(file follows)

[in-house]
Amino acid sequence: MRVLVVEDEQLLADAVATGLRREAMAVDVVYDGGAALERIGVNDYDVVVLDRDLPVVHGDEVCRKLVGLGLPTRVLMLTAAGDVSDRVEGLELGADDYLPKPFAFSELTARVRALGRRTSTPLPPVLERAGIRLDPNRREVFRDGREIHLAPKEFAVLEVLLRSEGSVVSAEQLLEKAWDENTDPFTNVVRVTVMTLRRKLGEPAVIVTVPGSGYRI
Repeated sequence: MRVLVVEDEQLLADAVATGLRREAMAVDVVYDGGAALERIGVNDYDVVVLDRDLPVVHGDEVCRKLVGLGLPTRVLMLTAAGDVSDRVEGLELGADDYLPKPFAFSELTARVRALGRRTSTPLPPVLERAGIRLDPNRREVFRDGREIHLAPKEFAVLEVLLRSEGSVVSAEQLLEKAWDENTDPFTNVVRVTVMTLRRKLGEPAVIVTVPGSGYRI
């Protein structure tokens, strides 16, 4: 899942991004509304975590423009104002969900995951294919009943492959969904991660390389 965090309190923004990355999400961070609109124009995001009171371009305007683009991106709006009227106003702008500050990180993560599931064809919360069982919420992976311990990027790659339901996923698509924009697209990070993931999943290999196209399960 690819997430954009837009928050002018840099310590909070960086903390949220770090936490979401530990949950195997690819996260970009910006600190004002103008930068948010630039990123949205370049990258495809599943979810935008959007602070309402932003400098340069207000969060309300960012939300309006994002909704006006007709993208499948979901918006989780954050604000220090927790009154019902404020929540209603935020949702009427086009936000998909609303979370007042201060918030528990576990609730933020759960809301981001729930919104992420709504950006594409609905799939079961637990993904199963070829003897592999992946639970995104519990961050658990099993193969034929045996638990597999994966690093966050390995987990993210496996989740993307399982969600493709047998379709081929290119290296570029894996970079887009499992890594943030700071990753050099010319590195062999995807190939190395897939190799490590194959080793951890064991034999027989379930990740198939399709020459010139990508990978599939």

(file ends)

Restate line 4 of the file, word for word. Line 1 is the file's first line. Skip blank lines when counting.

């Protein structure tokens, strides 16, 4: 899942991004509304975590423009104002969900995951294919009943492959969904991660390389 965090309190923004990355999400961070609109124009995001009171371009305007683009991106709006009227106003702008500050990180993560599931064809919360069982919420992976311990990027790659339901996923698509924009697209990070993931999943290999196209399960 690819997430954009837009928050002018840099310590909070960086903390949220770090936490979401530990949950195997690819996260970009910006600190004002103008930068948010630039990123949205370049990258495809599943979810935008959007602070309402932003400098340069207000969060309300960012939300309006994002909704006006007709993208499948979901918006989780954050604000220090927790009154019902404020929540209603935020949702009427086009936000998909609303979370007042201060918030528990576990609730933020759960809301981001729930919104992420709504950006594409609905799939079961637990993904199963070829003897592999992946639970995104519990961050658990099993193969034929045996638990597999994966690093966050390995987990993210496996989740993307399982969600493709047998379709081929290119290296570029894996970079887009499992890594943030700071990753050099010319590195062999995807190939190395897939190799490590194959080793951890064991034999027989379930990740198939399709020459010139990508990978599939």